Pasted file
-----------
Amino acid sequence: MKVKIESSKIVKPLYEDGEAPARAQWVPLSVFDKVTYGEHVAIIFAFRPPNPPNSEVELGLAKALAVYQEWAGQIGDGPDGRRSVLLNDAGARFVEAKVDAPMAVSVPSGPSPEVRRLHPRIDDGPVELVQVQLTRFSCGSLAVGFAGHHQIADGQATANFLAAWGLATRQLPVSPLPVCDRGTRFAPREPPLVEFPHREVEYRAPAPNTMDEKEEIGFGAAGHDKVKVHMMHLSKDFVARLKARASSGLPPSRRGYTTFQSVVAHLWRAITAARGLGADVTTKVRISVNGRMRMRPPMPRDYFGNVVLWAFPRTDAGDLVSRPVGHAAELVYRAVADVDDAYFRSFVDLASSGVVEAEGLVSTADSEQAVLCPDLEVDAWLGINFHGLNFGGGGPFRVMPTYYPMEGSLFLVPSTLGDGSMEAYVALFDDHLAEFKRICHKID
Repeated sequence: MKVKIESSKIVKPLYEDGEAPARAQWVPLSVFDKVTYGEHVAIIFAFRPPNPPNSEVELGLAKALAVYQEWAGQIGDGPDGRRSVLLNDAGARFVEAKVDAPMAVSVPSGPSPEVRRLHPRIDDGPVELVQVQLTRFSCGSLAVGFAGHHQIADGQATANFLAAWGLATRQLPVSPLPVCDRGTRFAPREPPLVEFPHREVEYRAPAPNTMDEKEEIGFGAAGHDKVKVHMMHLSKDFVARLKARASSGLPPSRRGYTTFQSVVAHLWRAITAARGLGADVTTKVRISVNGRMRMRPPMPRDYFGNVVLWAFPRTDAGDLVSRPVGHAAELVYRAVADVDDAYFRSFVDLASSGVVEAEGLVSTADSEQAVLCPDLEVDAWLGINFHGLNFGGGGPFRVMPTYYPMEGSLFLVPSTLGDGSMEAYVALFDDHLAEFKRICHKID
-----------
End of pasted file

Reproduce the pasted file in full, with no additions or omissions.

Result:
Amino acid sequence: MKVKIESSKIVKPLYEDGEAPARAQWVPLSVFDKVTYGEHVAIIFAFRPPNPPNSEVELGLAKALAVYQEWAGQIGDGPDGRRSVLLNDAGARFVEAKVDAPMAVSVPSGPSPEVRRLHPRIDDGPVELVQVQLTRFSCGSLAVGFAGHHQIADGQATANFLAAWGLATRQLPVSPLPVCDRGTRFAPREPPLVEFPHREVEYRAPAPNTMDEKEEIGFGAAGHDKVKVHMMHLSKDFVARLKARASSGLPPSRRGYTTFQSVVAHLWRAITAARGLGADVTTKVRISVNGRMRMRPPMPRDYFGNVVLWAFPRTDAGDLVSRPVGHAAELVYRAVADVDDAYFRSFVDLASSGVVEAEGLVSTADSEQAVLCPDLEVDAWLGINFHGLNFGGGGPFRVMPTYYPMEGSLFLVPSTLGDGSMEAYVALFDDHLAEFKRICHKID
Repeated sequence: MKVKIESSKIVKPLYEDGEAPARAQWVPLSVFDKVTYGEHVAIIFAFRPPNPPNSEVELGLAKALAVYQEWAGQIGDGPDGRRSVLLNDAGARFVEAKVDAPMAVSVPSGPSPEVRRLHPRIDDGPVELVQVQLTRFSCGSLAVGFAGHHQIADGQATANFLAAWGLATRQLPVSPLPVCDRGTRFAPREPPLVEFPHREVEYRAPAPNTMDEKEEIGFGAAGHDKVKVHMMHLSKDFVARLKARASSGLPPSRRGYTTFQSVVAHLWRAITAARGLGADVTTKVRISVNGRMRMRPPMPRDYFGNVVLWAFPRTDAGDLVSRPVGHAAELVYRAVADVDDAYFRSFVDLASSGVVEAEGLVSTADSEQAVLCPDLEVDAWLGINFHGLNFGGGGPFRVMPTYYPMEGSLFLVPSTLGDGSMEAYVALFDDHLAEFKRICHKID